WASHINGTON, D.C.: On January 29 the U.S. House of Representatives passed the 2014 Farm Bill (H.R. 2642) with a bipartisan vote of 251-166. The bill, formally known as the Agricultural Act of 2014, has been in play since 2012 and will now move to the Senate for a vote, which is expected to take place in the coming days. All predictions are that it will pass the Senate and be signed into law by the President shortly, thereafter.
The five-year Farm Bill is a large and complicated piece of legislation with over 900 pages of text and a price tag of nearly $1 trillion. This particular bill contains considerable reforms in crop subsidies and the Supplemental Nutrition Assistance Program (SNAP), often referred to as “food stamps”. Depending on who does the math the 2014 Farm Bill contains between $16 and $24 billion in savings.
For the horticulture industry, which is a component of specialty crops, there is expanded support for many of the programs we care most about. Specialty Crop Block Grants will see nearly 55% in additional funding and 2014 will be the first year where multi-state coordinated projects can be submitted. The Specialty Crop Research Initiative will get a significant funding increase and include a revised review process and include an industry stakeholder panel that will evaluate impact and relevance of proposed projects to help in the funding priority selections. Much of the funding inconstancies of the National Clean Plant Network will be alleviated by a technical fix in the funding mechanism and baseline funding that would include NCPN in a continuing resolution, will be establish through its consolidation into the Pest and Disease Management and disaster prevention program – with total funding for the consolidated program increasing by 13.6% in 2014.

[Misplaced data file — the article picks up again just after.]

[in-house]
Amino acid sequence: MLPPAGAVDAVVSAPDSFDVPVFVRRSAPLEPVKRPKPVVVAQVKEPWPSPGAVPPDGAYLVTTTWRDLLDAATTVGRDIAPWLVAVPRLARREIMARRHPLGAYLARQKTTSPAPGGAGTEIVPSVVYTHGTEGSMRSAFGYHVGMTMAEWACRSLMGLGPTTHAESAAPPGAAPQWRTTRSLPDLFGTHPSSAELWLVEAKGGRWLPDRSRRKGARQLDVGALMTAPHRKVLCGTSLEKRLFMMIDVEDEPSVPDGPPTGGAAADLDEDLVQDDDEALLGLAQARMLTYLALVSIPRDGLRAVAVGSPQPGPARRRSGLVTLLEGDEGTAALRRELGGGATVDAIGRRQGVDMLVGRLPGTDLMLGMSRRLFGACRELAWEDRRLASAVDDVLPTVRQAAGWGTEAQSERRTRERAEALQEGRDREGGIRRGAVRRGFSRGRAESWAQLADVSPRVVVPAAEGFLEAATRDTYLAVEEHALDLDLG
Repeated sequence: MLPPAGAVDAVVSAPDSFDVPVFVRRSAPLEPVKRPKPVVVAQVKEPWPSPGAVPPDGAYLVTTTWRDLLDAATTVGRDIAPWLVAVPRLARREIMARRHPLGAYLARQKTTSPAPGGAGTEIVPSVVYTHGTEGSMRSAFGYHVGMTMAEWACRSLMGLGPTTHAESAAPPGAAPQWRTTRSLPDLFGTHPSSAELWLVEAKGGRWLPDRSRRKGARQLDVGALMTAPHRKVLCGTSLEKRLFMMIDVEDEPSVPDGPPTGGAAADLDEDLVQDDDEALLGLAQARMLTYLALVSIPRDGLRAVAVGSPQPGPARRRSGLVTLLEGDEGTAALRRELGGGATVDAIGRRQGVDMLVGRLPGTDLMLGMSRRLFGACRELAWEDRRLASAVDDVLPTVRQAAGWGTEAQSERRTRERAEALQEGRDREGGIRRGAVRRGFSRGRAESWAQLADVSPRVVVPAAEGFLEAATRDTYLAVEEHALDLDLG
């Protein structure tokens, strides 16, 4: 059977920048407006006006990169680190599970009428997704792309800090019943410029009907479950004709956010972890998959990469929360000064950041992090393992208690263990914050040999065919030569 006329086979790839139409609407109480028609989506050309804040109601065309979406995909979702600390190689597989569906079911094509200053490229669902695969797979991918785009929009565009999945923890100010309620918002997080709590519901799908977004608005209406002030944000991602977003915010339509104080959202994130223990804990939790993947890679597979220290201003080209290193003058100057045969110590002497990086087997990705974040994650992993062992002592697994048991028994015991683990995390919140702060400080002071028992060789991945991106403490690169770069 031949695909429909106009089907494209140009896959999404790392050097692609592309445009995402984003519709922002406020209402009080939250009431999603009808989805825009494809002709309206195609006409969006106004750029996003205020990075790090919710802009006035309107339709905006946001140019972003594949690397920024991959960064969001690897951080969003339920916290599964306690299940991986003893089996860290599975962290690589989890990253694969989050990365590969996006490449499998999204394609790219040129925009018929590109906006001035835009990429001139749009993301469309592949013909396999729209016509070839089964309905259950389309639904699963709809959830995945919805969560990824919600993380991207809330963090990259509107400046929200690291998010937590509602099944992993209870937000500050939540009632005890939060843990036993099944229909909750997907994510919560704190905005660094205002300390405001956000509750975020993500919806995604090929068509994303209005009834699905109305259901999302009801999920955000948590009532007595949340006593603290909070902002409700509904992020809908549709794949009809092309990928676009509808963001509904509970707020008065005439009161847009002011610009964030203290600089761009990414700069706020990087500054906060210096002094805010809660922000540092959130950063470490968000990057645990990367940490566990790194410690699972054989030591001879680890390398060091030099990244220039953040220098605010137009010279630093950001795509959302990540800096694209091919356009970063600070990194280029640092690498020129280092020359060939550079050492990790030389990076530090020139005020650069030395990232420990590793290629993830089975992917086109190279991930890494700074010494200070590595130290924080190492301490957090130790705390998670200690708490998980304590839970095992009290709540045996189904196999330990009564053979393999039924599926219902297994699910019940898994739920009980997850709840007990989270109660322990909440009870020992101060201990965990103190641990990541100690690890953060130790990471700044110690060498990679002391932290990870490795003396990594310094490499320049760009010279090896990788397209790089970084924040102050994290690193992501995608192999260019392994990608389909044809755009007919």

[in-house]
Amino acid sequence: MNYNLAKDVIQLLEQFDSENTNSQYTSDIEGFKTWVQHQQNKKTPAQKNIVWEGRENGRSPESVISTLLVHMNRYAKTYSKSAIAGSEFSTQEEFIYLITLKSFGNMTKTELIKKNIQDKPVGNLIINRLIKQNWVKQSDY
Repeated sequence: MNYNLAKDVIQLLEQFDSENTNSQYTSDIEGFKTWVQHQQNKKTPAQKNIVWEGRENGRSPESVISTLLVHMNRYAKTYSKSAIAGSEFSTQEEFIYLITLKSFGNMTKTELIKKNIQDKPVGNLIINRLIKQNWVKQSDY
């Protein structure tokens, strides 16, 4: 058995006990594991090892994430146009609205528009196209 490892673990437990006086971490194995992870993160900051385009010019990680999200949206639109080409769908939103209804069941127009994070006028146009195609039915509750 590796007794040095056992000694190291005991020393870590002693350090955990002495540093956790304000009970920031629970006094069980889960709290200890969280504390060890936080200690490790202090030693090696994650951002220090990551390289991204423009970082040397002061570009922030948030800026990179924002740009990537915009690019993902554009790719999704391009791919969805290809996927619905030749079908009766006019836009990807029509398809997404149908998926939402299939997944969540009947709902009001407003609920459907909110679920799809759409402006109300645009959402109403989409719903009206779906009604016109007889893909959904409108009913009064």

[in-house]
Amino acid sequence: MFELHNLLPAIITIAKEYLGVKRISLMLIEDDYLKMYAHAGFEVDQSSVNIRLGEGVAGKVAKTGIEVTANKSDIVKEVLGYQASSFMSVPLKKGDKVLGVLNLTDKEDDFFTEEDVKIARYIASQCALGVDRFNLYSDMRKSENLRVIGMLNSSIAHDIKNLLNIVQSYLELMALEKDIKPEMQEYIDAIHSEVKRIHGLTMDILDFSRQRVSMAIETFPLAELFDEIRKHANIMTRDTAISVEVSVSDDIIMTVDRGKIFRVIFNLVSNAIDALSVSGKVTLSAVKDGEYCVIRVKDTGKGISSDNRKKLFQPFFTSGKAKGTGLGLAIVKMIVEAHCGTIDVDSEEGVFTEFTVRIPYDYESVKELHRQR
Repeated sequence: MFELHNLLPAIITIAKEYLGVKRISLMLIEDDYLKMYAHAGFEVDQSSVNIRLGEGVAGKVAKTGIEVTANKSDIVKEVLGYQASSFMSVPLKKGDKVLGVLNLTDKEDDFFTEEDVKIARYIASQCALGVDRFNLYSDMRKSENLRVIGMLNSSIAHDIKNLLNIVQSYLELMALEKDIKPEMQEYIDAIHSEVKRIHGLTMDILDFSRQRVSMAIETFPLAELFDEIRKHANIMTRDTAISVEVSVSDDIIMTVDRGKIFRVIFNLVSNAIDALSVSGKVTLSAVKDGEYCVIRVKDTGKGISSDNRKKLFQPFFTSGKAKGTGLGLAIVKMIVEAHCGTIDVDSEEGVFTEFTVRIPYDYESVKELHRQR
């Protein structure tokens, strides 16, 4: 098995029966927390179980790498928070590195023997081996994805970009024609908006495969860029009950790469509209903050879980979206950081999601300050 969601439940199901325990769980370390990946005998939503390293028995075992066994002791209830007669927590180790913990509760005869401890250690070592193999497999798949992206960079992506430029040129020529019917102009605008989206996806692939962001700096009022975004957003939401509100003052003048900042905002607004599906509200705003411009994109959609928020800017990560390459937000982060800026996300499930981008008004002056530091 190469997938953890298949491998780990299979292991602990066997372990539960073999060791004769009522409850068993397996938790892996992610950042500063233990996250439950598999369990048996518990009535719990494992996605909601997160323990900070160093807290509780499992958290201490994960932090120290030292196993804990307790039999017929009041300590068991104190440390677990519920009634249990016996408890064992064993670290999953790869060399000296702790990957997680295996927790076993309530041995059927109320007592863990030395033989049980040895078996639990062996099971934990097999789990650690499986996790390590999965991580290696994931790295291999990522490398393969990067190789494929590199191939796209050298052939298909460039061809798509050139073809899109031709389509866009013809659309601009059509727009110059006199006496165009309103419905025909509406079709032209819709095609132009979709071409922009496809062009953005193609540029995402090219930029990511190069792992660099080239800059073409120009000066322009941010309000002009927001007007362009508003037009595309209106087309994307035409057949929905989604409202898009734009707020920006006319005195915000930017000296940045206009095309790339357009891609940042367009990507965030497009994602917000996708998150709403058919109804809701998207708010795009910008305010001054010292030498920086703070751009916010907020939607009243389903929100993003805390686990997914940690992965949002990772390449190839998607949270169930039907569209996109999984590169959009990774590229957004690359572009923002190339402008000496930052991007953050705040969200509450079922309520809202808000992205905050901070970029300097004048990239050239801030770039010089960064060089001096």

AmericanHort has been working over the last five years, in coordination with our Specialty Crop Farm Bill Alliance partners, to secure the gains reflected in the bill. “For American horticulture, this Farm Bill has been a case of ‘slow and steady wins the race.’ Presuming the Senate follows suit quickly, we will have important tools and certainty. Thanks to all our grassroots advocates who urged the House across the finish line,” said AmericanHort Senior Vice President Craig Regelbrugge. He added, “The specialty crop programs aren’t about direct payments or subsidies, they’re about helping the horticulture industry to thrive and compete in a global marketplace where the challenges are many and often unpredictable.”.
AmericanHort was formed in 2014 by the consolidation of the American Nursery & Landscape Association and OFA – The Association of Horticulture Professionals. AmericanHort represents the whole of the plant industry, including breeders, greenhouse and nursery growers, garden retailers, distributors, interior and exterior landscape professionals, florists, students, educators, researchers, manufacturers, and all of those who are part of the industry supply chain. The mission of AmericanHort is to unite, promote, and advance the horticulture industry through advocacy, collaboration, connectivity, education, market development, and research. The association has offices in Columbus, Ohio for administration and member services, and in Washington, DC to facilitate government relations and research activities.